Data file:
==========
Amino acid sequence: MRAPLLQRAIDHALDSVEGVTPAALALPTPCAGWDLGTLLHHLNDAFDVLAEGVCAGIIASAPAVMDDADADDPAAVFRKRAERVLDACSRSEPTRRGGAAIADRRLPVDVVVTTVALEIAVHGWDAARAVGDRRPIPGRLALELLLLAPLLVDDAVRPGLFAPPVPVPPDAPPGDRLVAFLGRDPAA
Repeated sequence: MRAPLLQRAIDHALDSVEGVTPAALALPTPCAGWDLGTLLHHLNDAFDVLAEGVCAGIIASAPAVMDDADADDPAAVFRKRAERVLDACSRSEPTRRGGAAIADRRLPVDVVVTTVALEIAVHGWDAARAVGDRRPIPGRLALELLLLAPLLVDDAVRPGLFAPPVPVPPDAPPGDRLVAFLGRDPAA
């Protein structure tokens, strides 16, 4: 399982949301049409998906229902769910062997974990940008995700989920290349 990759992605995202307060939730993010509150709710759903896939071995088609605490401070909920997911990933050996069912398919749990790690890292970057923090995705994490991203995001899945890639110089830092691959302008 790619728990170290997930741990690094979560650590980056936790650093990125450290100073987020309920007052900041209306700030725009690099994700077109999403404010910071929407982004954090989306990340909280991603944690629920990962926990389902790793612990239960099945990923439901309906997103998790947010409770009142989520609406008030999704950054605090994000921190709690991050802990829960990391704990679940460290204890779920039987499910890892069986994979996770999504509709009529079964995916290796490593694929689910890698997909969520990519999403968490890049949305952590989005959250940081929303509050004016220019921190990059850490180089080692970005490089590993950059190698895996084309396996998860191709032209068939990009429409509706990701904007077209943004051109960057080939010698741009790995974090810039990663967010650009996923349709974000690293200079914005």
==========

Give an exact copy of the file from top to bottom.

Amino acid sequence: MRAPLLQRAIDHALDSVEGVTPAALALPTPCAGWDLGTLLHHLNDAFDVLAEGVCAGIIASAPAVMDDADADDPAAVFRKRAERVLDACSRSEPTRRGGAAIADRRLPVDVVVTTVALEIAVHGWDAARAVGDRRPIPGRLALELLLLAPLLVDDAVRPGLFAPPVPVPPDAPPGDRLVAFLGRDPAA
Repeated sequence: MRAPLLQRAIDHALDSVEGVTPAALALPTPCAGWDLGTLLHHLNDAFDVLAEGVCAGIIASAPAVMDDADADDPAAVFRKRAERVLDACSRSEPTRRGGAAIADRRLPVDVVVTTVALEIAVHGWDAARAVGDRRPIPGRLALELLLLAPLLVDDAVRPGLFAPPVPVPPDAPPGDRLVAFLGRDPAA
């Protein structure tokens, strides 16, 4: 399982949301049409998906229902769910062997974990940008995700989920290349 990759992605995202307060939730993010509150709710759903896939071995088609605490401070909920997911990933050996069912398919749990790690890292970057923090995705994490991203995001899945890639110089830092691959302008 790619728990170290997930741990690094979560650590980056936790650093990125450290100073987020309920007052900041209306700030725009690099994700077109999403404010910071929407982004954090989306990340909280991603944690629920990962926990389902790793612990239960099945990923439901309906997103998790947010409770009142989520609406008030999704950054605090994000921190709690991050802990829960990391704990679940460290204890779920039987499910890892069986994979996770999504509709009529079964995916290796490593694929689910890698997909969520990519999403968490890049949305952590989005959250940081929303509050004016220019921190990059850490180089080692970005490089590993950059190698895996084309396996998860191709032209068939990009429409509706990701904007077209943004051109960057080939010698741009790995974090810039990663967010650009996923349709974000690293200079914005």